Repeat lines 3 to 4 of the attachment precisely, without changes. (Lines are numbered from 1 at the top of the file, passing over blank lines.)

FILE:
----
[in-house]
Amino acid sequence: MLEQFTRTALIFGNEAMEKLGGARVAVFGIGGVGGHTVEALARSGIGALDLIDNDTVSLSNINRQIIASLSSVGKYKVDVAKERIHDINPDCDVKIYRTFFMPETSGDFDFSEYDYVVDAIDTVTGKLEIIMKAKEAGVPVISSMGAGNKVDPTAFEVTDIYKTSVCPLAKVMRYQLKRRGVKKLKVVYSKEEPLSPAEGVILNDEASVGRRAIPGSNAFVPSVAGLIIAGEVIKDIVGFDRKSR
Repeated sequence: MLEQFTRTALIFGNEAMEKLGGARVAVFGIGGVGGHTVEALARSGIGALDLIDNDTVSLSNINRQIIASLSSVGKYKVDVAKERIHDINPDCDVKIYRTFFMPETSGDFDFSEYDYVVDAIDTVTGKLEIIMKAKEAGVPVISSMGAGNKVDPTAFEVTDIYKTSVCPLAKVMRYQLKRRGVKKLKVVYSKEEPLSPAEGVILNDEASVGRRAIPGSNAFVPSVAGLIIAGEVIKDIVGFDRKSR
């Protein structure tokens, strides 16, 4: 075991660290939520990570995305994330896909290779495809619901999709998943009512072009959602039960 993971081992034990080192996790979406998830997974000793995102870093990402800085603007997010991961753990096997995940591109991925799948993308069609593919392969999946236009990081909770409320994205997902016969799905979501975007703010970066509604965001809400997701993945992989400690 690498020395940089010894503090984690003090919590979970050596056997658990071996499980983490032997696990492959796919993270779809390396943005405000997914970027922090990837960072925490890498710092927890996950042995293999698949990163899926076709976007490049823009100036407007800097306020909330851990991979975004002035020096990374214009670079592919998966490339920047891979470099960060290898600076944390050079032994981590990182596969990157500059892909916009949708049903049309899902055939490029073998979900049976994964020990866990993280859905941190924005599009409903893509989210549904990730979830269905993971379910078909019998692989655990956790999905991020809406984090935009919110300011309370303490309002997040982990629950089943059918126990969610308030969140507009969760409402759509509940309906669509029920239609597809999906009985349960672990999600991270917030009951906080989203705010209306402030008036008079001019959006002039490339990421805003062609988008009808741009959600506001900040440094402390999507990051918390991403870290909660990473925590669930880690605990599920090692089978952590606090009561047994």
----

Repeated sequence: MLEQFTRTALIFGNEAMEKLGGARVAVFGIGGVGGHTVEALARSGIGALDLIDNDTVSLSNINRQIIASLSSVGKYKVDVAKERIHDINPDCDVKIYRTFFMPETSGDFDFSEYDYVVDAIDTVTGKLEIIMKAKEAGVPVISSMGAGNKVDPTAFEVTDIYKTSVCPLAKVMRYQLKRRGVKKLKVVYSKEEPLSPAEGVILNDEASVGRRAIPGSNAFVPSVAGLIIAGEVIKDIVGFDRKSR
């Protein structure tokens, strides 16, 4: 075991660290939520990570995305994330896909290779495809619901999709998943009512072009959602039960 993971081992034990080192996790979406998830997974000793995102870093990402800085603007997010991961753990096997995940591109991925799948993308069609593919392969999946236009990081909770409320994205997902016969799905979501975007703010970066509604965001809400997701993945992989400690 690498020395940089010894503090984690003090919590979970050596056997658990071996499980983490032997696990492959796919993270779809390396943005405000997914970027922090990837960072925490890498710092927890996950042995293999698949990163899926076709976007490049823009100036407007800097306020909330851990991979975004002035020096990374214009670079592919998966490339920047891979470099960060290898600076944390050079032994981590990182596969990157500059892909916009949708049903049309899902055939490029073998979900049976994964020990866990993280859905941190924005599009409903893509989210549904990730979830269905993971379910078909019998692989655990956790999905991020809406984090935009919110300011309370303490309002997040982990629950089943059918126990969610308030969140507009969760409402759509509940309906669509029920239609597809999906009985349960672990999600991270917030009951906080989203705010209306402030008036008079001019959006002039490339990421805003062609988008009808741009959600506001900040440094402390999507990051918390991403870290909660990473925590669930880690605990599920090692089978952590606090009561047994």